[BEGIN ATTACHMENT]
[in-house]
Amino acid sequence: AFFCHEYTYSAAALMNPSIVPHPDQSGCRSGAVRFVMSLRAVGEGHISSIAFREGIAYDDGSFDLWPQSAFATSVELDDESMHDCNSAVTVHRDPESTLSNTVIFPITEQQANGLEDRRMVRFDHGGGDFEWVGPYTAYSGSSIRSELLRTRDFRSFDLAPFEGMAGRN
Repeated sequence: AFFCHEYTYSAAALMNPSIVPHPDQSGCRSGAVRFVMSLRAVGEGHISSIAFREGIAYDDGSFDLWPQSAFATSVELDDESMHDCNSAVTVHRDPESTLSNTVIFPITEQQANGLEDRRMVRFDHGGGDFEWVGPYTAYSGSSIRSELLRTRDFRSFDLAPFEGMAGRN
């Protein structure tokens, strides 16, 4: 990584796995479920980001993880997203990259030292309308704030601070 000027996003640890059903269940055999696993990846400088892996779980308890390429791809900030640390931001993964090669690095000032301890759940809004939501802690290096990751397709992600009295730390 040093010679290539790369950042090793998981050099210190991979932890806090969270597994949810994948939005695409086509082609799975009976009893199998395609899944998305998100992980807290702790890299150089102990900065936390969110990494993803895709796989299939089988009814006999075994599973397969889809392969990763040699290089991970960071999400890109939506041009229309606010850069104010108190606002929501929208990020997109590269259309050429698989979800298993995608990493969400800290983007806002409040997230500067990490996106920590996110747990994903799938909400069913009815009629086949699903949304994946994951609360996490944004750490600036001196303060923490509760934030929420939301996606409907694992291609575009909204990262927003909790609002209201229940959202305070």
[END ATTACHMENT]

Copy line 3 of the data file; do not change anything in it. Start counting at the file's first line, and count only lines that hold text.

Repeated sequence: AFFCHEYTYSAAALMNPSIVPHPDQSGCRSGAVRFVMSLRAVGEGHISSIAFREGIAYDDGSFDLWPQSAFATSVELDDESMHDCNSAVTVHRDPESTLSNTVIFPITEQQANGLEDRRMVRFDHGGGDFEWVGPYTAYSGSSIRSELLRTRDFRSFDLAPFEGMAGRN